When do we seek help for our pain?

When do we seek help?

I am interested in the point at which an individual decides that they need help. The timeline varies enormously from the initial feeling of pain to years of discomfort that finally become intolerable or limiting. Each person will have their own view that is grooved by prior experiences, culture, beliefs about health and pain, access to healthcare, the impact that the problem is having upon lifestyle and tolerance of the pain at any given moment. These factors blend to create the individual’s experience of pain that contains their own personal meaning, or lack of, the sensory and emotional dimensions.

The initial meeting presents the opportunity to explore the story of the problem. It is not just about the pain but how it affects the person, those around him or her and the interactions with their environments. The brain, the body and the environment are co-dependent and influence each other, described by Nobel Prize winner Gerald Edelman as the econiche. Each must be explored within the context of the narrative to gain an insight into the reasons for seeking help.

Over the desk I hear people tell me that they have had enough, previous treatment hasn’t worked, surgery has failed, their spouse is sick of the moaning, they cannot play with the kids, work or play sports. They have reached their coping threshold and now want change.

In most cases, the story extends into the past, sometime before the patient arrives. The problem may have been ignored or attempts have been made to ease the symptoms. The majority whom I see will have had numerous attempts to get better via medical or surgical routes but with limited or no success. This leads to frustration, anger, lowered expectations, all of which can be understood. We must also acknowledge that the body and the brain have really tried to deal with the problem but require increasing conscious involvement to move forward. The lack of progress usually means that the biology of pain has not been fully targeted, along with the vast array of individual influences upon the pain. The need for a comprehensive approach is tantamount to success in changing pain and one’s ability to engage with life once more.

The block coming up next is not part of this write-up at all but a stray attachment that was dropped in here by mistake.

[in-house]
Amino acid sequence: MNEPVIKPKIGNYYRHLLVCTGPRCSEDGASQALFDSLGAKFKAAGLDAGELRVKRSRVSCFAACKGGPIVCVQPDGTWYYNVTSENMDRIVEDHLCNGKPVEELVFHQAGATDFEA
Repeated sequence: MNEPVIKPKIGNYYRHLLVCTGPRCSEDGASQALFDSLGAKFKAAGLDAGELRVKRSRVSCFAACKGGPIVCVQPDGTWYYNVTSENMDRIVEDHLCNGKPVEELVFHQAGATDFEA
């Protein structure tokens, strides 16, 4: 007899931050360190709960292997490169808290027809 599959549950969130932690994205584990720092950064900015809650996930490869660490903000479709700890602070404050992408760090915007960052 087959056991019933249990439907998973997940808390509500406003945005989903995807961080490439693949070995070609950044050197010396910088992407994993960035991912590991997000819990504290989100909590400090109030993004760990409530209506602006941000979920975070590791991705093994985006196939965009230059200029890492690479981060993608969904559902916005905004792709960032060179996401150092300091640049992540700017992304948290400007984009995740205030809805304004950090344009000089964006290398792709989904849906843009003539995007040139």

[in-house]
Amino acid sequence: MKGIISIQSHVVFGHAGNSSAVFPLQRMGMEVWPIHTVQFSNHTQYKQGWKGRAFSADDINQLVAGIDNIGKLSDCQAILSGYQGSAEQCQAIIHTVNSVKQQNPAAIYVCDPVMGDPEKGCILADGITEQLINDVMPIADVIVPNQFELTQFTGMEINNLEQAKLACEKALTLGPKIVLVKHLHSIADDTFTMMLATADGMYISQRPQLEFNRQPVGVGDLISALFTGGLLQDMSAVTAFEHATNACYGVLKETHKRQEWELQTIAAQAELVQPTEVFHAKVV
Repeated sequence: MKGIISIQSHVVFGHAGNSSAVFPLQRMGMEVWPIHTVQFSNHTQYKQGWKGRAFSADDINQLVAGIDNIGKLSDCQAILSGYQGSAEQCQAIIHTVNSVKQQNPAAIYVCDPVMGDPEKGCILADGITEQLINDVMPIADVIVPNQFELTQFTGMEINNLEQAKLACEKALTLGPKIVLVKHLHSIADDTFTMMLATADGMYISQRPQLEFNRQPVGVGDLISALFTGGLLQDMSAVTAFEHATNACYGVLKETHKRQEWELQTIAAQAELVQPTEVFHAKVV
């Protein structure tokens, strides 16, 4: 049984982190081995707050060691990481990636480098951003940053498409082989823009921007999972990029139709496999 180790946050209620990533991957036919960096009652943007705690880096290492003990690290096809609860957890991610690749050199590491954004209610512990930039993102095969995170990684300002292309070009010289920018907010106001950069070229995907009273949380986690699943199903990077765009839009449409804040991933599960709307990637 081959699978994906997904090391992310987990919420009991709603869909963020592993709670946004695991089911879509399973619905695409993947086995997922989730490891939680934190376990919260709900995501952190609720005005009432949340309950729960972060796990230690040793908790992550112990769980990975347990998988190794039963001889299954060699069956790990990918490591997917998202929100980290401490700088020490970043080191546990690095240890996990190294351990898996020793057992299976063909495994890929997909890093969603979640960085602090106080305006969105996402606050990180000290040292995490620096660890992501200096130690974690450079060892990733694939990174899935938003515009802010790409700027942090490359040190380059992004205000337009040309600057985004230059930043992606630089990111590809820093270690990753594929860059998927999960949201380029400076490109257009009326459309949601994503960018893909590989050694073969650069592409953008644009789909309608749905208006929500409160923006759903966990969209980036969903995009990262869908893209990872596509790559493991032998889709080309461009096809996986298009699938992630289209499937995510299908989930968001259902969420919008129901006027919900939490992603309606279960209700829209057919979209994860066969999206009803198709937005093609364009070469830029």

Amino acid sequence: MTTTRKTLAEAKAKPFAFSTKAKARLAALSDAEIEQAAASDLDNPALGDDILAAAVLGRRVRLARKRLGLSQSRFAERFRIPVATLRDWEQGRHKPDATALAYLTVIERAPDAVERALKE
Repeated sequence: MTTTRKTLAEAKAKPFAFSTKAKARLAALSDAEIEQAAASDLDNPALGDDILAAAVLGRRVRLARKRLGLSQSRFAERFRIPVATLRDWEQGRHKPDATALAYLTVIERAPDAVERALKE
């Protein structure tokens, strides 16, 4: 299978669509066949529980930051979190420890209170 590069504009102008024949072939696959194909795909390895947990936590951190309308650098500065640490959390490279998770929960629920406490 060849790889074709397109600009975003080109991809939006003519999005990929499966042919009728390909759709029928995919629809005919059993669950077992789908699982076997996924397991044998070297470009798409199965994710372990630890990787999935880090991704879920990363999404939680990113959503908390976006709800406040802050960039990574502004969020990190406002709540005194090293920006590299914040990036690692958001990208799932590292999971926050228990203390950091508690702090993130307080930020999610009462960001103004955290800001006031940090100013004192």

The first meeting is a point in time. This is not in isolation to the complete story, similarly for the physical assessment that is a snapshot of what is going on at that particular moment. With pain and body physiology changing from moment to moment as the systems respond to the internal and external environments. The interactions of brain-body-environment are fundamental to the expression of how we feel and experience the world around us. The brain is constructing all that we experience, hence the significance of this organ when addressing pain.

So when do we seek help? This is individual and based upon our beliefs about ourselves, the world and our health. These are not separate entities but rather consistently interacting modules. Thinking in these terms helps us to devise a route forward and a way of creating the right conditions for the body systems to change in the way they are functioning. We are designed to evolve, change, grow and develop. Comprehensively addressing pain and the influences upon pain provides a tangible, measurable and effective way forward, whenever the patient decides it is the right time to engage.

For further information about our comprehensive treatment and training programmes for chronic pain, please call us now on 07932 689081 and discover how you can change and move on.

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